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but this is a very different failure than what one would get in a language where a cast is an
assertion; in those languages, the program will merrily continue, but the result of the cast will
be garbage. In those languages, the result of such a cast will generally not appear until your
program has run merrily along for some time, and will cause it to crash far away from the ori-
ginal source of the problem—if you are lucky, that is. If you are not (and none of us are in the
long run; that's why we're programmers), then the result of such a cast will be data corruption
that won't be caught until some completely different program fails in an utterly inexplicable
So, if we wanted to be really paranoid and careful about ensuring that we never caused the
program to fail because something that didn't support the Player interface crept into our Set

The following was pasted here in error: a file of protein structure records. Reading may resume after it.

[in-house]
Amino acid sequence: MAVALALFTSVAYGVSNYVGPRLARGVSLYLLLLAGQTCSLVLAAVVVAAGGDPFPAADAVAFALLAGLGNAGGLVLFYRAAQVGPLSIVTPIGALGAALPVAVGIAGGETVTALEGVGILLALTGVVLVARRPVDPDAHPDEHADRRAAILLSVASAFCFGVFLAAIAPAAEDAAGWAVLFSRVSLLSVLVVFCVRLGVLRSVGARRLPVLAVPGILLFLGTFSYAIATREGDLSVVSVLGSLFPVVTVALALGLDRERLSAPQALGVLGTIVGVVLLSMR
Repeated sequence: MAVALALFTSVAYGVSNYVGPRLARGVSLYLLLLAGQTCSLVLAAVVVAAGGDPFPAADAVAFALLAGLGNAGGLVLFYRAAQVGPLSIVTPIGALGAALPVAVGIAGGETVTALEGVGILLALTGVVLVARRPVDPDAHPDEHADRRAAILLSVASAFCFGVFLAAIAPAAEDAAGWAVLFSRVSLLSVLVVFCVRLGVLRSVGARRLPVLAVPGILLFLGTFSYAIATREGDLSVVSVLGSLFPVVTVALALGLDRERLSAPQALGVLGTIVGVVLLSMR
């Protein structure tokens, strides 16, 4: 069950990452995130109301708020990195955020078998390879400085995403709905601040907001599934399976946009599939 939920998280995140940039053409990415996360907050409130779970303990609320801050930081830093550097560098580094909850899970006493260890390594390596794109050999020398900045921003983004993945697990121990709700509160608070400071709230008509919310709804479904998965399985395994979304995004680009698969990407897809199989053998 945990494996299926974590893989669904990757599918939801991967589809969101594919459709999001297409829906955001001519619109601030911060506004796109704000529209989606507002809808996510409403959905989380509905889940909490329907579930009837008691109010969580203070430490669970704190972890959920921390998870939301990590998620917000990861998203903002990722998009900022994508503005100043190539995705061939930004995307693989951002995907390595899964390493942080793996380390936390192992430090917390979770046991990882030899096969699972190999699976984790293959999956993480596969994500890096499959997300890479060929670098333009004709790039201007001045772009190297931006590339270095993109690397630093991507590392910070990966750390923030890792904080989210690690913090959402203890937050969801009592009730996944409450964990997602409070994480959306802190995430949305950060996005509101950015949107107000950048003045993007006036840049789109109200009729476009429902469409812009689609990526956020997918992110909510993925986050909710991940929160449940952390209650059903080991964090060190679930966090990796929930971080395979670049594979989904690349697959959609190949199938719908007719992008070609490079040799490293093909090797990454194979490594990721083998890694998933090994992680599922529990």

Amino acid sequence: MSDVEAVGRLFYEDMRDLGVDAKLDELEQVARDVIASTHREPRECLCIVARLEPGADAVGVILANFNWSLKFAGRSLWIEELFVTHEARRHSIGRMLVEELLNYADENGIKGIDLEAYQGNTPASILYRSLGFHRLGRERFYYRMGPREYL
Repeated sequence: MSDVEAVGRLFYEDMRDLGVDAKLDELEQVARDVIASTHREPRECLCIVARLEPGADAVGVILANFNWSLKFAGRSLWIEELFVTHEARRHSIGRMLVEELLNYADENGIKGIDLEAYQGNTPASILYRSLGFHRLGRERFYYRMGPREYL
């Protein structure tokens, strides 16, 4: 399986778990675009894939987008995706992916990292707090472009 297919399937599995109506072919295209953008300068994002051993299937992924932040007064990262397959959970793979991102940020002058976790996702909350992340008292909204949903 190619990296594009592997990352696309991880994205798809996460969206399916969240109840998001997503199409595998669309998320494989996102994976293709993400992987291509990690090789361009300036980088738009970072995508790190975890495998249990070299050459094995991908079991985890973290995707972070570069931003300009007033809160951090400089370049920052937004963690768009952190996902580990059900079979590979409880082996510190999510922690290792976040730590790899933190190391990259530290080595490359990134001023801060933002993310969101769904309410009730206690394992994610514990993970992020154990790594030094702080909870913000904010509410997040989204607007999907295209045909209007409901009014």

of Player objects in a Team , we could have written our FormatRoster() method like this:
public static void FormatRoster(Team toFormat){
Player p;
Object o;
Iterator e = toFormat.getRoster().iterator();
while (e.hasNext()){
o =;
if (o instanceof Player){
p = (Player)o;
System.out.println("\t" + p.getName());
} catch (ClassCastException ex){
} else {
On this approach, we extract an Object from the Set using our Iterator , knowing that the
contents must be at least that. We then check to see whether the object that we got is an in-
stanceof the Player type; if it is not ,we will simply remove it from the list. Only then do
we cast, but being fully paranoid, we wrap our cast in a try block, so that if it fails, we will
catch the ClassCastException and, once again, remove the offending object from the list.
With both the belt and the suspenders, we can be sure that we will catch any offending object
that has been misplaced into our collection of Player objects.
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